A school secretary who criticized her boss’ use of taxpayer money to a school board member is suing the district, claiming they violated her constitutional rights of free speech, then firing her.
June Isselhardt, former 11-year veteran staffer with the O’Fallon School District 90, claims she was fired for talking to two school board members about employee health insurance contracts and grant money, and now she’s suing the district, according to East St. Louis Federal court documents filed last year.
Starting with the district as new superintendent July 1, 2015, Carrie Hruby is at the center of Isselhardt’s complaint alleging her civil rights were violated because the district deprived her of free speech, then fired her in retaliation for criticizing the superintendent.
Isselhardt, administrative assistant to the superintendent, was terminated in January 2016 on grounds of insubordination and failure to preserve confidentiality of district sensitive information, which she claims the district, through Hruby, issued “a broad and indefinite prohibition on her free speech rights after discovering that she was speaking to school board members regarding matters of public concern.”
U.S. District Judge Staci M. Yandle denied the school district’s motion to dismiss one of the counts of the lawsuit. However, the court granted the school district’s motion to dismiss Isselhardt’s whistleblower claim because the Isselhardt failed counter the district’s motion to dismiss.
Representing O’Fallon CCSD 90, Joseph M. Wientge Jr., of Littler Mendelson PC in St. Louis, Mo., said, the district is pleased the court dismissed Isselhardt’s whistleblowing claim and recognized Isselhardt was not disclosing wrongdoing on the part of the district and that her firing was because of insubordination and failure to maintain confidentiality. The counts that survived were related to the free speech claims.
“It is important to note the district’s motion to dismiss was directed at only two of Ms. Isselhardt’s three claims, so the district was not seeking to dismiss the entire case, only those claims that were clearly legally deficient,” Wientge said.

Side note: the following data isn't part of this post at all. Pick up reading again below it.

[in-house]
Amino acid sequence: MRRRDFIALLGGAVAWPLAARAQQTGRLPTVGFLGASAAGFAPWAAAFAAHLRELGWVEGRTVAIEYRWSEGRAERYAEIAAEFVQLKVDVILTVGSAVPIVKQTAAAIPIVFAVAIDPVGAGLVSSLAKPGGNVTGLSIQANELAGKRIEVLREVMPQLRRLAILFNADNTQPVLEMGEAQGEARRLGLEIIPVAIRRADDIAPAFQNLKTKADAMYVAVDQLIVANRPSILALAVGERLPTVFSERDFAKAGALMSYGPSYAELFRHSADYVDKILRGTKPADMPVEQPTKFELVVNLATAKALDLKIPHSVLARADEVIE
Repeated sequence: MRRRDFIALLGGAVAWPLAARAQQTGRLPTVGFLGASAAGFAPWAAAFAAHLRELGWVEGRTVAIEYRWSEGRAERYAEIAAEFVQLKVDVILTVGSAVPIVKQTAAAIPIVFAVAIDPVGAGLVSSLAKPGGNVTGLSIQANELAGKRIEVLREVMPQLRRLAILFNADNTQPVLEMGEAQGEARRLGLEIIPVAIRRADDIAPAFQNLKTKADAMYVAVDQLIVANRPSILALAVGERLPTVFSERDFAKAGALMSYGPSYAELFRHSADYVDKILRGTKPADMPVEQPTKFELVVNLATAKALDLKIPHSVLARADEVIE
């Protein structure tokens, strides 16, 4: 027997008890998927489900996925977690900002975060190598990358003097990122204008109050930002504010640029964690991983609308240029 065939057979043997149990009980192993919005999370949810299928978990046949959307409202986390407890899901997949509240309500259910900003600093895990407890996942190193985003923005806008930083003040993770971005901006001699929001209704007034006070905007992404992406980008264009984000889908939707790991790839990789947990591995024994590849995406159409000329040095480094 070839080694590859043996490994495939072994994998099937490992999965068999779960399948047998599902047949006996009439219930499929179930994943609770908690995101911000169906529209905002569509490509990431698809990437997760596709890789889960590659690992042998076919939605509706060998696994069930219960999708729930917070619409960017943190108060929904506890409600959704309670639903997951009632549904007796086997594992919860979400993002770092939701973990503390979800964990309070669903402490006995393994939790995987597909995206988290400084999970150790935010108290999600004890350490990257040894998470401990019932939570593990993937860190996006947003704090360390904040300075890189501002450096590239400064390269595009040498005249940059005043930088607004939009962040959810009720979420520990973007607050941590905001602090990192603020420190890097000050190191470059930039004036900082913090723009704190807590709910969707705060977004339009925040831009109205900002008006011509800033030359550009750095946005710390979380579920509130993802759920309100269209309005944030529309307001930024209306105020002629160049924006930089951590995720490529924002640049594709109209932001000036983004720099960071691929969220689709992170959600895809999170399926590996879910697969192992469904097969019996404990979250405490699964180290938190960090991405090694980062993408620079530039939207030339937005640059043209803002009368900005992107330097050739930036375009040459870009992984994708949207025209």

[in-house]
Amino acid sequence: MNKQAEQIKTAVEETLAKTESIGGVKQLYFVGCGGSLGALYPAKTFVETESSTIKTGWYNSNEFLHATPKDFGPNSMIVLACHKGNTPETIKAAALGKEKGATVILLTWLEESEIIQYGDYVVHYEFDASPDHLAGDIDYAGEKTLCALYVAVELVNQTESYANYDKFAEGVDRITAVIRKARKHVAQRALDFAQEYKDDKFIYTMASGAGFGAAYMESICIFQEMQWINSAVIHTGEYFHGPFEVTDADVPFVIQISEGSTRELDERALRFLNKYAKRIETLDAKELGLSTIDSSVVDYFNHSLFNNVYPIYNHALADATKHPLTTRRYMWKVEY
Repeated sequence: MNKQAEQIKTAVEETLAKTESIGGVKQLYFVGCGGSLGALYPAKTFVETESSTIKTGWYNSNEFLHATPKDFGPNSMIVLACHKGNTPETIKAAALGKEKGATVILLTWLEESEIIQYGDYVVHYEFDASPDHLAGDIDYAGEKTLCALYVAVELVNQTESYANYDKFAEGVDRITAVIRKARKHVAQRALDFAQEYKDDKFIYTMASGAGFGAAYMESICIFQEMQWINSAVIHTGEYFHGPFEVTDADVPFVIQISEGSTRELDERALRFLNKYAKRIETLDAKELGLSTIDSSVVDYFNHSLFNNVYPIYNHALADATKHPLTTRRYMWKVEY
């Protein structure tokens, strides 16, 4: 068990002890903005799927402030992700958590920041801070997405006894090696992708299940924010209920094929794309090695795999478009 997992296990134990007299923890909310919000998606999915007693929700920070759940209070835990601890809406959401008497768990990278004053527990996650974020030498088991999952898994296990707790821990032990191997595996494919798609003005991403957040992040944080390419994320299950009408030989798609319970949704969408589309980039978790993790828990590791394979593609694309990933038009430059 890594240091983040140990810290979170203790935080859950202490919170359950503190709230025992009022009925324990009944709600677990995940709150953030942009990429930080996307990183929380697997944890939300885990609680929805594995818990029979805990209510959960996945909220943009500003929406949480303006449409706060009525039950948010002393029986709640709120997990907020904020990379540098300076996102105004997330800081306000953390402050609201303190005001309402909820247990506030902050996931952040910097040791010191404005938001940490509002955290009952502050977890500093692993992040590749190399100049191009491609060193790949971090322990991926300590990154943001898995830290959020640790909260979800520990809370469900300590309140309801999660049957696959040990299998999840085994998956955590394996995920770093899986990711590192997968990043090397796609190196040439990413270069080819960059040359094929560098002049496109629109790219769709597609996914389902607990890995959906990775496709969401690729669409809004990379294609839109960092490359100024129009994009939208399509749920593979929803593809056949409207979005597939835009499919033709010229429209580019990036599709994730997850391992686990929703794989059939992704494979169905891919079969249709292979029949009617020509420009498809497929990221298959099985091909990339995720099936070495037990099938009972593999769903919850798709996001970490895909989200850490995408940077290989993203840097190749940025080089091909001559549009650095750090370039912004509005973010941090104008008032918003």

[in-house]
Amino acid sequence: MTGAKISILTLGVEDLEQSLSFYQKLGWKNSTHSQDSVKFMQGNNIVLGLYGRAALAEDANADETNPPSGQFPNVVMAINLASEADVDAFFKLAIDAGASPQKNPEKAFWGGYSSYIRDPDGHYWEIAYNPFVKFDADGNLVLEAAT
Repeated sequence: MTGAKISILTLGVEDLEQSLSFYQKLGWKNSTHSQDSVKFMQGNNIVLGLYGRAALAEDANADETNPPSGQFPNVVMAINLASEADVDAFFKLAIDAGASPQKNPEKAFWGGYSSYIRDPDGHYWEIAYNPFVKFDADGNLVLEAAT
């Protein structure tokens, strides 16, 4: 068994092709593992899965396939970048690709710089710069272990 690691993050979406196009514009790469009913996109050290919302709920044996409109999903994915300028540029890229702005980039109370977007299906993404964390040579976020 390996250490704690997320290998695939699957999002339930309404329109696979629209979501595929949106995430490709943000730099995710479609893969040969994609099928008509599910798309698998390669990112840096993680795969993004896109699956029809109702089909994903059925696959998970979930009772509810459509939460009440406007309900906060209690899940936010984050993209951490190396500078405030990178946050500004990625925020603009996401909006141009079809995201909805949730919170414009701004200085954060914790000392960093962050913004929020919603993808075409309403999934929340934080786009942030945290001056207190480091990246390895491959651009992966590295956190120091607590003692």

Thomas G. Zurliene, of Weilmuenster Law Group PC in Belleville, who is representing Isselhardt, said the case is ongoing, and “we will continue to pursue the case.”
Isselhardt details in court documents her concerns about Hruby’s job performance regarding district employee health insurance and her involvement with a Title I grant for disadvantaged students. Beginning in July 2015 through Jan. 25, 2016, Isselhardt went outside of the chain of command turning to Becky Drury, an elected school board member, criticizing Hruby’s inefficient use of taxpayer resources.
Specifically, Isselhardt alleges Hruby, “failed to disclose the caps on the employee’s health insurance and because of this failure, the school district was forced to reopen negotiations with the union representing district employees.”
Boiling down to a disagreement on interpretation and application of Title I grant funds, Isselhardt and Hruby didn’t agree on whether the funds had to be apportioned according to individual schools within the district or applied district wide. Hruby asserted there were only seven homeless children in the district, but Isselhardt said that Hruby was “wrong, inflexible, and her decision was preventing the grant money from being used to get coats, shoes and other items to children in need,” according to Isselhardt’s complaint.
Isselhardt also raised concerns with possible violations of the Illinois Open Meetings Act just after John Wagnon became school board president in May 2015. Isselhardt alleged that while he was working from home often, several of his emails were received by enough board members to constitute a majority of quorum, which she alerted him to that same month.
On Jan. 14, 2016, Hruby confronted Isselhardt regarding about 20 emails specifically, out of 48,640 sent and received, going back four years, which Hruby believed to be inappropriate and grounds for termination stating she “reached out to board members and bashed me,” court documents state. Moreover, Hruby told Isselhardt during the private meeting she should hand in her resignation, and not to speak to anyone outside of her husband and lawyer, as well as issued a “directive that this stay between the two of us.”
When Hruby learned of Isselhardt’s disregard for her directive, she sent a letter to her the following day advising her the school board would consider her dismissal at the Jan. 19, 2016, meeting. On Jan. 25, 2016, the school board passed a resolution terminating Isselhardt’s employment based on Hruby’s recommendation.
Isselhardt is asking for $75,000, plus costs and fees. In her complaint, she claims she has and will continue to suffer damages from loss of wages, benefits, earning capacity, career opportunity, seniority; cost of seeking alternative income; mental anguish; severe emotional and physical distress; anxiety; depression; humiliation; and, loss of enjoyment of life.